Ok, I'm back.
I've been working to make molds, in particular, one for the turtle back. But I was also able to finish the one for the stern planes. I was using the Smooth-Sil 930 (blue). I'm not very happy with it. It holds a lot of bubbles and doesn't de-air on its own well at all. And when put in a pressure pot, if there are any bubbles left on the surface of the part, they don't crush all the way. They just spread out and leave a large dimple in the mold. It's taken two tries to get this one done.
I used straws attached to the part to make the pour and air release vents.
I made a hardback from epoxy resin and glass. Once this set up I drilled three registration holes to put screws through to make sure the two halves always line up properly very time.
Next, on to the turtleback mold.
First, I got a melamine board large enough to overlap the soft mold and the hardback. I used sulfer-free clay laid down at the perimeter of the deck, then pushed it down into it to hold it to the board, and begin create a clay wall continuation so the RTV wouldn't run under the part.
I finished filling in all around the deck with clay. Once this was done I scraped away the excess clay to make it as if the deck went all the way down to the melamine board.
Here you can see the clay shaped down to the board. The next photo shows how I made a retaining wall to hold in the RTV. I also used the clay to build keys to lock the other half of the mold to.
This picture shows the first layer of RTV poured over the surface very thin to capture the details. I used a brush and made sure the RTV was rubbed into all the fine details so they'd be picked up in the rubber.
You can also see that this RTV is clear colored. I switched to the Smooth-sil 920 like what Kevin McLeod used. His was pink, but now it's clear. It flows much better and degasses on it's own better too. It also has a 4 hour demold time, whereas the 930 was 16 hours. Way too long to make much progress. That's part of what has taken so long to get this post up—no progress waiting for RTV to cure, and waiting to get the new 920.
I forgot that Kevin thinned his out for the first coat somehow. How did you do that Kevin?
I thought you wrote that you used alcohol. But I tried 91% isopropyl alcohol at 5% of the total volume on a sample batch after this and it made it very thick, not thin. Like a thixotropic mix. If you read this Kevin, tell me what exactly you used.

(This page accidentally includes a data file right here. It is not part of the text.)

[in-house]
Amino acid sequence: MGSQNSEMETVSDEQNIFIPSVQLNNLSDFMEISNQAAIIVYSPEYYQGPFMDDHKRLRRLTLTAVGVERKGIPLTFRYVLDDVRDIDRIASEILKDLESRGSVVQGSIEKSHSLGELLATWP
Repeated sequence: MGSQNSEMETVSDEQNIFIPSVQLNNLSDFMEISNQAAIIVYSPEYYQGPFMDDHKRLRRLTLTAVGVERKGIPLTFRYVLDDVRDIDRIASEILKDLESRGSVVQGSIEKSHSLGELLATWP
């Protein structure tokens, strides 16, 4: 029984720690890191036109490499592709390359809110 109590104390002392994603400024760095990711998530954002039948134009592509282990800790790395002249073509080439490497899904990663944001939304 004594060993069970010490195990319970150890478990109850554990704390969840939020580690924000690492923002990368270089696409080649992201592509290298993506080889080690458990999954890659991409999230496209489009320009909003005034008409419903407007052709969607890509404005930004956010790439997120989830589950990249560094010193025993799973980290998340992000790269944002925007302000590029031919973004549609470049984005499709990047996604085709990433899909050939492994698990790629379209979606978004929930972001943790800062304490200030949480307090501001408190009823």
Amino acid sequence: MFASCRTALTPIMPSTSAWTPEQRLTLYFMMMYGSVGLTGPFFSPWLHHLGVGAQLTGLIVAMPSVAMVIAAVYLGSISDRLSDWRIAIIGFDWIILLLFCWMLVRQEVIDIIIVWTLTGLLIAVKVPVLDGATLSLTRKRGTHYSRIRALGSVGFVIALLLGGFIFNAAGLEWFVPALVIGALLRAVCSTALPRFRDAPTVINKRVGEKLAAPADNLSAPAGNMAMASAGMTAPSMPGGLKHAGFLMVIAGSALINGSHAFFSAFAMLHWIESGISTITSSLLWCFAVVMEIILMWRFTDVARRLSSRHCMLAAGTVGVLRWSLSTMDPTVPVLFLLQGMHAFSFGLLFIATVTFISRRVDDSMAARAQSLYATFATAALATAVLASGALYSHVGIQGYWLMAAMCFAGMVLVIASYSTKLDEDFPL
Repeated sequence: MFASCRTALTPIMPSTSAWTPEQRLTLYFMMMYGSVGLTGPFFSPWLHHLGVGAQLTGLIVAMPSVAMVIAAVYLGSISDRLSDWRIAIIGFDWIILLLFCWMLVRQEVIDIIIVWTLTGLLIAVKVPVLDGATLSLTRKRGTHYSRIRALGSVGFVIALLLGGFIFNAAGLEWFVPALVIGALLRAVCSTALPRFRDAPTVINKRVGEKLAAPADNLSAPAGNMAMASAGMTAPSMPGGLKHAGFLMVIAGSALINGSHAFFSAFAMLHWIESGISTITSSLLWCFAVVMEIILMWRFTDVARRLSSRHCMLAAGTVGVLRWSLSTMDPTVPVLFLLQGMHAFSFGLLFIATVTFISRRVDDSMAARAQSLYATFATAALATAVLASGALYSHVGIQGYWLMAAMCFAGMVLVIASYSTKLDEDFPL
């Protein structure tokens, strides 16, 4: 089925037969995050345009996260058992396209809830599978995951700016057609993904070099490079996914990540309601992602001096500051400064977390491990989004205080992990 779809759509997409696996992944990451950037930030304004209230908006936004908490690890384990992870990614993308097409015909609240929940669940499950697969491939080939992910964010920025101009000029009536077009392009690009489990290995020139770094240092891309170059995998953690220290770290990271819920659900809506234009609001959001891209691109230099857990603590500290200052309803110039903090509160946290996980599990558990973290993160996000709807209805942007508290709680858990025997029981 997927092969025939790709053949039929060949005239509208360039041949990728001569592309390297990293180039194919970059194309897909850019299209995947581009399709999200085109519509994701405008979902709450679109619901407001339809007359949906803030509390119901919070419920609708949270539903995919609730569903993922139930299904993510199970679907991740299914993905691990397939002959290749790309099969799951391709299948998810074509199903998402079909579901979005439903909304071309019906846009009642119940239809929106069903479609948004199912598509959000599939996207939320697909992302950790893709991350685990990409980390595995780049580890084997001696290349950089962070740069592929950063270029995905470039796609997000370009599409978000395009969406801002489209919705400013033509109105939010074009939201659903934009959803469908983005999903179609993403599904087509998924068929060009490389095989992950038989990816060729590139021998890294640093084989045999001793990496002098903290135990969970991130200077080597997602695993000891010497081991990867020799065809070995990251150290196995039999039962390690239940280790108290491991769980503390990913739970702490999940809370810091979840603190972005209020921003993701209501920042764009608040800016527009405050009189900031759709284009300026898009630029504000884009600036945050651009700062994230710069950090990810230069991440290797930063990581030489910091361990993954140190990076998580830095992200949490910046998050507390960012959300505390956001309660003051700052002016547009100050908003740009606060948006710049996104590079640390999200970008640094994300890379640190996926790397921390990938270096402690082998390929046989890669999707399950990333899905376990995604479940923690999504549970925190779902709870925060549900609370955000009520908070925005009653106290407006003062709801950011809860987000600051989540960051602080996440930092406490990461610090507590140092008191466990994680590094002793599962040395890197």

Third and fourth layer put on with a tongue depressor after thickening the mix to a non-running viscosity. Smooth-on provides a additive for this.
Here you can see little nubs I made for keys. I used little pieces of cut drinking straws as small molds for the keys.
This photo shows the epoxy gel coat layer of the hardback.
This shows the first layer of glass applied.
Next, I removed to clay barrier and slid the whole thing sideways across the melamine to break it loose from the board. I then turned it over to begin the other side of the mold.
I built a new retaining wall of clay, used a separation agent, and poored more RTV.
Here you can see spray paint cans used to take up space so I didn't need to fill the whole void with expensive RTV. I also used Legos placed in the RTV upside down to create female keys in the rubber. I learned this idea of using Legos from Tim Smalley. Fabulously simple, but brilliant idea.
Here it is cured with the cans and Legos removed.
At this point it was 2 in the morning on Friday before the Subron 6 Fun Run in Carmel. I wanted to get the entire mold done so I could demold the master to take down and show the guys. But it still needed the hardback for this half of the mold.
I got up a 6 a.m. and started laying up fiberglass for the hardback. I used polyester resin out in the garage (because of the smell) this time so it would be cured by the time I got down to Carmel, a two-hour drive. Then I planned on demolding it there to show the guys how the mold went together and the model in person.
Well, I got the fiberglass backing all laid up and was able to leave by 10:30. Arrived at the Carmel pond at 12:10. I was pouring down rain at this time and there were no Subron 6 members to be found.It stopped raining about 10 minutes later, but there was no one to show the boat to. So here's a photo of it in the back of the van—woo hoo!
Oh, well. You guys missed it.
Here I am at the pond.
And one more, a great shot of all the boats running.
I'll demold the turtleback tomorrow at home.
What's left is to make the molds for the main hull top and bottom. I'm also going to make a small piece to replace the very end of the stern which will contain the shaft bearings. THis will allow the builder to connect the shaft, propeller and dog bone holder outside of the hull, then attach it to the hull. The hope is that this will eliminate having to get into the tiny, closed confines of the stern from inside the hull to hook this stuff up.
I'll also be building the vaunted Ohio-class scimitar prop, minus the top-secret stuff, because it's top-secret. And I don't know it either.
Until next time...